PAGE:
Fugue state

He’s a junky for the tune. He can’t kick it, the kick he gets,
like one Saturday— he was ten —and the Governor came to town
to see his father, drove all the way from the capital like he would
do once in a while ’cause they were friends, pals really,
the Governor and his dad, horny pals from the old days,
boyhood days, before they both sold their innocence.

That was the Saturday he and his daddy nearly killed the Governor
out in the Gulf in a furor and frenzy. Exhausted they,
wrung out after hours praying for sailfish but deliver’d
only of sharks, them babies at that.

He was still known as just that dreamy “Piano Kid”
with this visceral-ethereal—even, you might say, godly—way
with the Beckwith Empire his mother had installed for him
in the parlor of their boarding house,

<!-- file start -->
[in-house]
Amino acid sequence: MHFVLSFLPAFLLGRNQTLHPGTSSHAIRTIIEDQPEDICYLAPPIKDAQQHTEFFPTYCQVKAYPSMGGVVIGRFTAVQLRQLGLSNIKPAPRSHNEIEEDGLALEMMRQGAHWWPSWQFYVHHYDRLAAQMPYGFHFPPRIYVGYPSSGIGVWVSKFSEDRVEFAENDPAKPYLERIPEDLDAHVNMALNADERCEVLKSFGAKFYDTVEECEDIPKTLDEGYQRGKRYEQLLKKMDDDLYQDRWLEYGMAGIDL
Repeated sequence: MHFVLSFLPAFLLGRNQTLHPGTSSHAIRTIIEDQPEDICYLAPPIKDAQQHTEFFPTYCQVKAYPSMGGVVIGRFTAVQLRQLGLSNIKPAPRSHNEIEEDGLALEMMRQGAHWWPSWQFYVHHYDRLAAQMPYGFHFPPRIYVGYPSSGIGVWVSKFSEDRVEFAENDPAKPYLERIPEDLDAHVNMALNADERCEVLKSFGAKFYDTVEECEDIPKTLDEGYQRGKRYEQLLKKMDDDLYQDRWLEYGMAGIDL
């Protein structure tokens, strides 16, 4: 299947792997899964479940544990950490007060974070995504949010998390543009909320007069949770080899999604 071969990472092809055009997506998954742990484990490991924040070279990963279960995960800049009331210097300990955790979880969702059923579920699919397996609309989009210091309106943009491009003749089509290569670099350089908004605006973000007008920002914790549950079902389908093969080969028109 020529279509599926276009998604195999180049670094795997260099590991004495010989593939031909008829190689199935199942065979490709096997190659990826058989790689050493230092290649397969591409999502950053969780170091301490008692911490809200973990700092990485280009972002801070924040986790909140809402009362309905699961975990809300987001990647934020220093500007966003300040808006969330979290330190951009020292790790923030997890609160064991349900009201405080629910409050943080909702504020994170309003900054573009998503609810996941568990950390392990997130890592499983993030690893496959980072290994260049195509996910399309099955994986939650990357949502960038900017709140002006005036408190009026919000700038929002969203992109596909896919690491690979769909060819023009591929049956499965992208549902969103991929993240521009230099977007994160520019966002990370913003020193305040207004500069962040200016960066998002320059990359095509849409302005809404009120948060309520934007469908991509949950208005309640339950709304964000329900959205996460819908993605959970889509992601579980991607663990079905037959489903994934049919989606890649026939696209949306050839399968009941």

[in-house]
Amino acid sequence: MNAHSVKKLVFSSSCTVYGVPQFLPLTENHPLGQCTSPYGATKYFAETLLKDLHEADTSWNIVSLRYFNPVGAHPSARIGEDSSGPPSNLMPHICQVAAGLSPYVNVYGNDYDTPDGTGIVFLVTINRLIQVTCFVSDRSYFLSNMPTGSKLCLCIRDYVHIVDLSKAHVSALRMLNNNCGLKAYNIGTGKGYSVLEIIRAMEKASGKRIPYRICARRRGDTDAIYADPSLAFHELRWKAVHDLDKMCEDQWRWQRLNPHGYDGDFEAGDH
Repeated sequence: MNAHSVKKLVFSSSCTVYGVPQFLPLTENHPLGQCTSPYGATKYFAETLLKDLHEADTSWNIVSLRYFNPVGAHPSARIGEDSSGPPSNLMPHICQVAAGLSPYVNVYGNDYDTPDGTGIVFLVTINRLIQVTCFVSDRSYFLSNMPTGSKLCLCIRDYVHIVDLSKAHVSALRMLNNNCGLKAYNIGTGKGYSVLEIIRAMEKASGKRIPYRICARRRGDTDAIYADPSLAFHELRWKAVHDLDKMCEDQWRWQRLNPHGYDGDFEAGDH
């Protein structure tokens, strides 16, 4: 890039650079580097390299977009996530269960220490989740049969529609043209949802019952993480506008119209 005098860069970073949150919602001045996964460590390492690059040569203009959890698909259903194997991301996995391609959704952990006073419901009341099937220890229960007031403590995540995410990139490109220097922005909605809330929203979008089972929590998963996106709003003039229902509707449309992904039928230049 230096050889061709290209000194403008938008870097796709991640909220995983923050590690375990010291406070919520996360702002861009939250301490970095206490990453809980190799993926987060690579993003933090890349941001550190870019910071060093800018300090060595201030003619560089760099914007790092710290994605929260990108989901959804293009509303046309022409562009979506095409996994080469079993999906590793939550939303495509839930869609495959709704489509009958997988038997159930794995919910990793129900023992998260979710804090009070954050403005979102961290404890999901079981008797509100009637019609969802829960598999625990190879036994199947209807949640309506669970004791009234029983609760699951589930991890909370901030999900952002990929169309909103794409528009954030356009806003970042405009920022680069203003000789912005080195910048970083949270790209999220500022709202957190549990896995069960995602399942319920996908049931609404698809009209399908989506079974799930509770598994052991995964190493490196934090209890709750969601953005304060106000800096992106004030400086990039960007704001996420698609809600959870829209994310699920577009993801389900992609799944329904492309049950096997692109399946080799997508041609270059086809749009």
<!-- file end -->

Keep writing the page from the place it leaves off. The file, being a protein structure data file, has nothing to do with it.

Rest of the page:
a haven for odd-balls of every sort,
Pelican Bill the Fisher-a-men,
Mister Magic the Stupendous,
Rose the Rive Gauche Chanteuse,
and Gustavo the Engineer (father of the folding flypaper tent),
just to name the most notorious,
the ones with felony criminal records,
various scars, and obscene amputations—sinners
all—always in the kitchen fixing mustard and boloney sandwiches

while he was forever fingering his beloved A Minor Fugue, the
Chopin, as it continued to this very, very day.

.

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